During the month of October, I studied 2 Nephi 11-33. This collection of chapters constitutes a sermon to Nephi’s future readers on an extended text from Isaiah:
- In chapter 11, he explains his purpose: to convince his readers that we can be delivered by Christ.
- In chapters 12-24, he quotes Isaiah 2-14.
- In chapters 25-30, he comments on the Isaiah chapters he has just quoted.
- In chapters 31-33, he provides some final words of instruction and counsel regarding the doctrine of Christ.
Here are some of the principles I learned as I studied this sermon:
Faith in God can help us avoid panicking in difficult times. We should “stay upon the Lord,” trusting that He can lead us through the difficulties we face. We also need to “wait upon the Lord,” patiently believing that He will deliver us when it is needed and when we are ready to receive it.
God will judge us with perfect fairness and equity. He is pure and holy, and if we are not pure and holy, we will be uncomfortable in His presence. But His arm of mercy is continually extended toward us, and He is ready to help us as soon as we’re ready to receive His help.
We should thank and praise God for the power, the joy, and the deliverance He gives us.
Jesus is the very Christ, the Messiah, who was anointed by His Father to bring us peace and happiness. He is not only the Creator of the universe but is also aware of us and willing to help us individually. He is willing and able to both wash us and purge us—to remove our sins and also to sanctify and purify us.
We should remember that there is power in accurately and reverently using the name of Jesus Christ.
Priorities and Decisions
It’s important to value things appropriately and to to recognize and cultivate things with significant intrinsic value. We need to be careful not to waste time and energy on things that don’t really matter in the end.
One key is to prioritize people over problems. We must not let our challenges or our goals distract us from building relationships with other people.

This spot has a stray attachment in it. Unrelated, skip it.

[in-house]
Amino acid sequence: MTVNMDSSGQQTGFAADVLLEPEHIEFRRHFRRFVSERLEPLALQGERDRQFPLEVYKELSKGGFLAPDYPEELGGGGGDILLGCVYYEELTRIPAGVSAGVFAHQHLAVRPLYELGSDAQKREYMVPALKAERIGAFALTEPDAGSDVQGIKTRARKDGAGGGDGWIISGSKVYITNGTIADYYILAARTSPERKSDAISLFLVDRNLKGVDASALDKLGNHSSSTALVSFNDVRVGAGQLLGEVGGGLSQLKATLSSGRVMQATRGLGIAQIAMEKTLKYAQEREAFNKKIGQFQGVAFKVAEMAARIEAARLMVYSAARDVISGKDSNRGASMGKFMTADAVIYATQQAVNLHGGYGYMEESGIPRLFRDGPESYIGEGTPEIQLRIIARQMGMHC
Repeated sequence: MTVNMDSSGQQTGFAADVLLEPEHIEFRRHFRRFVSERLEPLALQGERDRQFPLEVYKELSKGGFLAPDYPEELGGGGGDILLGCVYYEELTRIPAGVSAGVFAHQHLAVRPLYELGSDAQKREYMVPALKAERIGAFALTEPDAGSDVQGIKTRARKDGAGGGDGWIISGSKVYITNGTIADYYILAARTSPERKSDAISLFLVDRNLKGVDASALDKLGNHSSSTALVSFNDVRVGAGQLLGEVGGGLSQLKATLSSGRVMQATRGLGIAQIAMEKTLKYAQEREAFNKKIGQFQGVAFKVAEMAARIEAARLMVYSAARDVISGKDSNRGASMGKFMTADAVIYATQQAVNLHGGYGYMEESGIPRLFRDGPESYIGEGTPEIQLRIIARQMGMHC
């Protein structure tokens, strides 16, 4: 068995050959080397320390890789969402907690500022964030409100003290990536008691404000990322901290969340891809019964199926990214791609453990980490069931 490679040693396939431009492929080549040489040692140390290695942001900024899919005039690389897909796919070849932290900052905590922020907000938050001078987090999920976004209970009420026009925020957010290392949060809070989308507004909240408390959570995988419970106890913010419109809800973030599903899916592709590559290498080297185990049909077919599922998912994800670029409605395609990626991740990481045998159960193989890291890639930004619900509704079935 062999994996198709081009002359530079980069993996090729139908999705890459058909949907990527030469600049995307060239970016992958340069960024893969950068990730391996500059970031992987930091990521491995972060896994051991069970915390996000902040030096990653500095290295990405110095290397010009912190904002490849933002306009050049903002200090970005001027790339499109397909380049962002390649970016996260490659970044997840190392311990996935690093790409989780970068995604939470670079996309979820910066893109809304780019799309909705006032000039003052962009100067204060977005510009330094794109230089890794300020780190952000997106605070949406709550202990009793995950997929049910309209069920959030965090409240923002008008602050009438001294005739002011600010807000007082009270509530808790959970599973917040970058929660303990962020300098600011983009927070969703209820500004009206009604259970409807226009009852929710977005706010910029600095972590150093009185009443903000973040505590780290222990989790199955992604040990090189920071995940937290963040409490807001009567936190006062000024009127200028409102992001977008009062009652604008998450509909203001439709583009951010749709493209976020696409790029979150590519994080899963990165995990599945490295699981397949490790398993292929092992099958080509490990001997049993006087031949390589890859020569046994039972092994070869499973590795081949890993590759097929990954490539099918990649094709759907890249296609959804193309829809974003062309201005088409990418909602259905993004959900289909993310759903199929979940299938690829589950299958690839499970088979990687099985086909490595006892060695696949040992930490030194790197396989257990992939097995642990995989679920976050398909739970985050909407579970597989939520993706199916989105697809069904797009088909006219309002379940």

We must be careful not to base our confidence on temporary things like clothing or other material possessions. We must avoid being deceived by the “bravery of…tinkling ornaments.”
We also need to be careful as we experience conflicting messages and make decisions with imperfect information. We can be grateful that, one day, all truth will be known.
We should choose to be enticed by the Savior’s voice of hope and encouragement, not by Satan’s voice of discouragement and distraction.
Knowledge and Pride
If we choose to ignore the words of prophets, then we are artificially limiting our knowledge. We need to evaluate the words of prophets fairly and objectively. We can be grateful that God speaks to us today, just as He did anciently. But to take advantage of this fact, we need to prepare ourselves to receive, internalize, and act upon God’s words.
We should obey God’s continuing instructions to us. He will continue to give us new directions if we will listen. The Holy Ghost will help us know what we should do. We can invite Him into our lives through scripture study, pondering, and prayer. God can speak to us “according to [our] language,” using words and phrases that are meaningful and useful to us personally.
In areas where we are knowledgeable, we need to remain humble and teachable. In areas where we are less knowledgeable, we should have confidence that we can learn with God’s help. We must be careful to avoid letting worldly honors and praise go to our heads. We can watch for signs that we are “puffed up,” including being easily offended or ignoring people who are less fortunate than ourselves.
Knowledge leads to peace. Teaching true doctrine can increase the peace in the world. We should do all we can to establish Zion, a society of unity and peace, in the world.
The gospel is unified, and we need to see it holistically to live it fully.